Businesses shelve long-term strategy to tackle immediate problems- PwC Survey

29 Sep 2022

  • Supply chain issues top the list of concerns for businesses

  • Almost half of businesses say net zero plans have been superseded by more immediate concerns, however ESG remains an important metric for lenders

  • More than half of businesses intend to improve business performance through digital transformation

With distressed businesses facing an increasing number of economic pressures, findings from a new PwC survey reveal more than half (55%) are prioritising short-term operational improvements over long-term strategic solutions.

PwC’s Business Restructuring Services team surveyed 400 distressed businesses including listed and private companies with revenues spanning £25m to more than £1bn and 165 investors across the UK to find out how they are responding to the economic downturn with findings showing the majority are highly focused on getting through the short term challenges ahead. 

Of the immediate challenges to business growth ongoing supply chain issues are of most concern with almost half (47%) saying it is an immediate threat to their business. To further compound the threat, just over a third of respondents say they have done no preparation for supply chain issues and 33% said they lack sufficient data to understand the risks in their supply chain. As well as supply chain issues the winding down of Covid-19 support measures (40%), skills shortages (35%), rising inflation (32%) and energy costs (31%) made up the five biggest challenges to business growth in the survey.

The focus on these immediate challenges has pushed some of the strategic mid-to-long-term priorities of businesses such as ESG down the list, with almost half (47%) of respondents saying net zero strategies are less of a priority than last year. However, the majority of investors, almost three quarters (74%), are clear that ESG remains a factor in their lending decisions.


Steve Russell, Head of Business Restructuring Services at PwC, said: 

“Businesses are understandably focusing on securing their financial position today, leaving them less prepared for the issues of tomorrow. While dealing with pressing concerns such as supply chain issues or skills shortages, businesses should consider the longer-term impact of challenges such as sustainability and digitisation. Doing so will help them remain attractive to investors and more competitive both now and in the future.”

The report highlights how businesses are planning to respond to the challenges they are facing with many recognising the value of restructuring and introducing operational improvements. When asked what steps businesses were taking to improve business performance digital transformation (58%) was the most popular followed by supply chain management or optimisation (56%).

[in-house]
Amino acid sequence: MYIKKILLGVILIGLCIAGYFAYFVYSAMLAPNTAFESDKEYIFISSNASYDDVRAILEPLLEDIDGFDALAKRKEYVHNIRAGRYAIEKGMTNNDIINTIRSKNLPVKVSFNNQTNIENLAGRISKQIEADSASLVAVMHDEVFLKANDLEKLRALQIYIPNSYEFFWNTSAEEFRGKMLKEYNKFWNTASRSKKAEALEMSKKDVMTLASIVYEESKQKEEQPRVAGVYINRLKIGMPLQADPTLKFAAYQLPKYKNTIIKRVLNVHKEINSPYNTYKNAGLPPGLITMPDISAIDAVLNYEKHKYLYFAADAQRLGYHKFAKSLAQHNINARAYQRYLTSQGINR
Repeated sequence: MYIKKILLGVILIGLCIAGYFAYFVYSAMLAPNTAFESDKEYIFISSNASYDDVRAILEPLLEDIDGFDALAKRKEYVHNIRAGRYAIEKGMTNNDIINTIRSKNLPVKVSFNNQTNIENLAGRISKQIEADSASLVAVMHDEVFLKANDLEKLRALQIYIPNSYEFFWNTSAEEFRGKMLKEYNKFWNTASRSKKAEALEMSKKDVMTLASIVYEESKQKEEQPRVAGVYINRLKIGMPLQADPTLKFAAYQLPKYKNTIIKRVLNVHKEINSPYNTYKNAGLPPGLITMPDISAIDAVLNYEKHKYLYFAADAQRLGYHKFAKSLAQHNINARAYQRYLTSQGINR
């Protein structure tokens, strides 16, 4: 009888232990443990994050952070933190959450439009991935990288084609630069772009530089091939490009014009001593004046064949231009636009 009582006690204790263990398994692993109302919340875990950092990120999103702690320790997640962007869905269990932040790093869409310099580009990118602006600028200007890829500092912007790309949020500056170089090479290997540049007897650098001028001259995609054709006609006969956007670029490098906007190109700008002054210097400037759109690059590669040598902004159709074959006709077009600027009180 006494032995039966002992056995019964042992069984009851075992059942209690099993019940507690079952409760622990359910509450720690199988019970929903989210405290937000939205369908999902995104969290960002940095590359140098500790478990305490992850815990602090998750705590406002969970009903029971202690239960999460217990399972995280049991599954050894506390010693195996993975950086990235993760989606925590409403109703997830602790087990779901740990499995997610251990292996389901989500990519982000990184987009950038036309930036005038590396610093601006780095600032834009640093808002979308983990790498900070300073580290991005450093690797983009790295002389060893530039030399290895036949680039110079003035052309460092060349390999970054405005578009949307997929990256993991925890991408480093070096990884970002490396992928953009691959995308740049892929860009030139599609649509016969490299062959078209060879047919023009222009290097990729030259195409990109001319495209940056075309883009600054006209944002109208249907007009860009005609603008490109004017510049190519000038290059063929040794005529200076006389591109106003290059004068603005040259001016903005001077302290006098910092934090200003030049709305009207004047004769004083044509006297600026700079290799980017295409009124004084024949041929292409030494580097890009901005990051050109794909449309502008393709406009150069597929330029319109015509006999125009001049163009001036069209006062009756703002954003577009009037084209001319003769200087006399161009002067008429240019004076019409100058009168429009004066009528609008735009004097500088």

Over the next two years, businesses will review personnel, restructure business models and supply chains motivated by improving working capital efficiency and rationalising costs to offset energy costs and other inflationary pressures. Nearly a quarter (23%) of businesses have said they intend to downsize their workforce through automation, although the report also showed that 60% of businesses considering automation aren’t planning to reduce their staff numbers. 

The report looked at both companies and investor attitudes towards lending. When corporates were asked what qualities they thought their business needed to secure finance the most common answer was strong liquidity followed by the ability to pass on price increases. From the investor point of view, 41% said they are more likely to lend now compared to a year ago.

Steve Russell, continued:

“Finding the right support to navigate the challenges businesses are facing is critical. These economic challenges are set to become more acute and those who fail to act now will fall further behind as the picture looks to worsen in the months and years to come.”

Issy Gross, restructuring and insolvency partner at PwC, said: 

“The statistics around companies unable to assess credit issues in their supply chains are concerning. Those who are choosing not to check their financial resilience also raises red flags. Pressures will continue to ramp up for all corporates over the next few months - cost of debt, wage inflation and energy to name a few will apply more pressure still. We estimate October energy contract renewals will still lead to at least a doubling in prices for businesses, even after the application of the government's corporate price cap and support available post April is not clear.

“The cost of borrowing is rising at rates not seen in decades, with many corporates and individuals already carrying high levels of debt. Companies need to act now to preserve cash and get their forecasting in order, conducting scenario planning to understand what kind of changes might ‘break’ the economics.”



Notes to editors

*Survey methodology

The survey was based on a sample of 400 respondents, collating their views on the impact of the past 12 months and their views looking forward.Respondents generated a minimum annual turnover of £25m, with two thirds generating £50m-£1bn+, Almost half (45%) generated £100m- £1bn+. The survey ran from 4 July 2022 - 29 July 2022.



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Chris French

Chris French

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